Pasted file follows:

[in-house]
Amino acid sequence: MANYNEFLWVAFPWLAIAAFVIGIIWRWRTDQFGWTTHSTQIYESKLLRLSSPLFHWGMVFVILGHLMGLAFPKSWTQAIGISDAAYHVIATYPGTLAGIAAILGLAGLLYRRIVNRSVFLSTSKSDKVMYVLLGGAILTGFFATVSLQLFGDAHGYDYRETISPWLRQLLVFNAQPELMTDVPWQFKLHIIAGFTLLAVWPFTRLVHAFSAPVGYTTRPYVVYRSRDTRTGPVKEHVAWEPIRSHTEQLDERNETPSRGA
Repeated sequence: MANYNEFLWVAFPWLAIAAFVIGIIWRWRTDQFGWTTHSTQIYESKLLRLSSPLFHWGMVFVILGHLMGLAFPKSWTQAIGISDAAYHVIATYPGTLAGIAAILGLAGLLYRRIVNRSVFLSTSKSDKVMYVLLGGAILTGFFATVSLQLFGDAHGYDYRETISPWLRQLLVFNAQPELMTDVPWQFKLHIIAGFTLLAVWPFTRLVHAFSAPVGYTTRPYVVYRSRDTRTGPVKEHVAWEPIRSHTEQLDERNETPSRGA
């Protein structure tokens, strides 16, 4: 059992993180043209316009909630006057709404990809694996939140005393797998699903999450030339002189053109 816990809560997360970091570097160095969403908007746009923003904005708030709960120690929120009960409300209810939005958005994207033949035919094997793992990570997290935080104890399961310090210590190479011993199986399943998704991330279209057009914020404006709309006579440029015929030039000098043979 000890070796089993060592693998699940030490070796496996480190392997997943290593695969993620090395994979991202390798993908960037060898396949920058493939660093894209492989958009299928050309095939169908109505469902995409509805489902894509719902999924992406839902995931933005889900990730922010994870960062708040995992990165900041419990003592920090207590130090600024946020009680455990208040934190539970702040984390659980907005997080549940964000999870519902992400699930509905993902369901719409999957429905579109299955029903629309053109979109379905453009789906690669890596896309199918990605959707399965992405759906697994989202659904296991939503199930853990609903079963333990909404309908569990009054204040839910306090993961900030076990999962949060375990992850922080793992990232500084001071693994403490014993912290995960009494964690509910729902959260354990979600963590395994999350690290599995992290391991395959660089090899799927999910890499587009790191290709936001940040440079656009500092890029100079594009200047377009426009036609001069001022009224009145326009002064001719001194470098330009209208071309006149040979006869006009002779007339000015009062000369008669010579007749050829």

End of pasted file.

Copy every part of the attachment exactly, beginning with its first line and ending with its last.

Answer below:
[in-house]
Amino acid sequence: MANYNEFLWVAFPWLAIAAFVIGIIWRWRTDQFGWTTHSTQIYESKLLRLSSPLFHWGMVFVILGHLMGLAFPKSWTQAIGISDAAYHVIATYPGTLAGIAAILGLAGLLYRRIVNRSVFLSTSKSDKVMYVLLGGAILTGFFATVSLQLFGDAHGYDYRETISPWLRQLLVFNAQPELMTDVPWQFKLHIIAGFTLLAVWPFTRLVHAFSAPVGYTTRPYVVYRSRDTRTGPVKEHVAWEPIRSHTEQLDERNETPSRGA
Repeated sequence: MANYNEFLWVAFPWLAIAAFVIGIIWRWRTDQFGWTTHSTQIYESKLLRLSSPLFHWGMVFVILGHLMGLAFPKSWTQAIGISDAAYHVIATYPGTLAGIAAILGLAGLLYRRIVNRSVFLSTSKSDKVMYVLLGGAILTGFFATVSLQLFGDAHGYDYRETISPWLRQLLVFNAQPELMTDVPWQFKLHIIAGFTLLAVWPFTRLVHAFSAPVGYTTRPYVVYRSRDTRTGPVKEHVAWEPIRSHTEQLDERNETPSRGA
């Protein structure tokens, strides 16, 4: 059992993180043209316009909630006057709404990809694996939140005393797998699903999450030339002189053109 816990809560997360970091570097160095969403908007746009923003904005708030709960120690929120009960409300209810939005958005994207033949035919094997793992990570997290935080104890399961310090210590190479011993199986399943998704991330279209057009914020404006709309006579440029015929030039000098043979 000890070796089993060592693998699940030490070796496996480190392997997943290593695969993620090395994979991202390798993908960037060898396949920058493939660093894209492989958009299928050309095939169908109505469902995409509805489902894509719902999924992406839902995931933005889900990730922010994870960062708040995992990165900041419990003592920090207590130090600024946020009680455990208040934190539970702040984390659980907005997080549940964000999870519902992400699930509905993902369901719409999957429905579109299955029903629309053109979109379905453009789906690669890596896309199918990605959707399965992405759906697994989202659904296991939503199930853990609903079963333990909404309908569990009054204040839910306090993961900030076990999962949060375990992850922080793992990232500084001071693994403490014993912290995960009494964690509910729902959260354990979600963590395994999350690290599995992290391991395959660089090899799927999910890499587009790191290709936001940040440079656009500092890029100079594009200047377009426009036609001069001022009224009145326009002064001719001194470098330009209208071309006149040979006869006009002779007339000015009062000369008669010579007749050829």